Doubtless this will not be the last of our writers to be psychoanalyzed through the application of the DSM codes, James Morris’s DSM-IV Made Easy lays everything out so clearly that the layman might well render his own diagnoses with a fair degree of accuracy. I recently ordered the book from Amazon and set about trying to analyze some eccentric poets I know. My conclusion is that most of them are not mad at all, only angry at and disappointed with themselves, and most are suffering from profound self-loathing, for good reason.


by pauldruffin


[We English professors are expected to publish articles about literature, so here’s one I wrote a few years ago.]

Back in 1996 the theory was advanced that Edgar Allen Poe died of rabies. All those notions of his perishing from alcoholism or drug overdose or some other sort of self-abuse have been superseded.

According to Dr. R. Michael Benitez, a cardiologist, Poe died in a Baltimore hospital from rabies four days after his admission. Since Dr. Benitez’s office is only a block from Poe’s alleged grave, within shouting distance, who would know better?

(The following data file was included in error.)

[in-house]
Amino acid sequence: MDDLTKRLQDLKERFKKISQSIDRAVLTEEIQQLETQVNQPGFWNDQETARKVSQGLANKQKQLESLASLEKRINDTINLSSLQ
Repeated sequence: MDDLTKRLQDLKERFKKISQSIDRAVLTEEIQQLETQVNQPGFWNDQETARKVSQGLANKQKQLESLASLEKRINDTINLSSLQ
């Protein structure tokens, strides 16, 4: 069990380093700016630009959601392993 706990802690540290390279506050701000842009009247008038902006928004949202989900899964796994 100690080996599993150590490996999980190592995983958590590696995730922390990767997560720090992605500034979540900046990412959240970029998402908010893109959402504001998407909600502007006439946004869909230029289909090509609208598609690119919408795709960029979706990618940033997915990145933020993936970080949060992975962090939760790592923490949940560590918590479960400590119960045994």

Benitez has not admitted, of course, that the guy in the grave has told him anything about this rabies angle. The good doctor is basing his diagnosis, as he should, on the symptoms associated with the case: the patient was comatose the first day of his admission to a Baltimore hospital, perspired heavily the next day and hallucinated and yelled at imaginary companions, experienced a slight recovery the following day, then lapsed into confusion and belligerence and eventually died on the fourth day. Further, the patient refused alcohol and had difficulty drinking water. Benitez and a Bankok-based physician, Dr. Henry Wilde, argue that these are classic symptoms of rabies. (Come to think of it, I’ve suffered those same symptoms after dealing with my two kids on a long weekend, except that the companion I yelled at was very real and yelled back and I didn’t turn down alcohol.)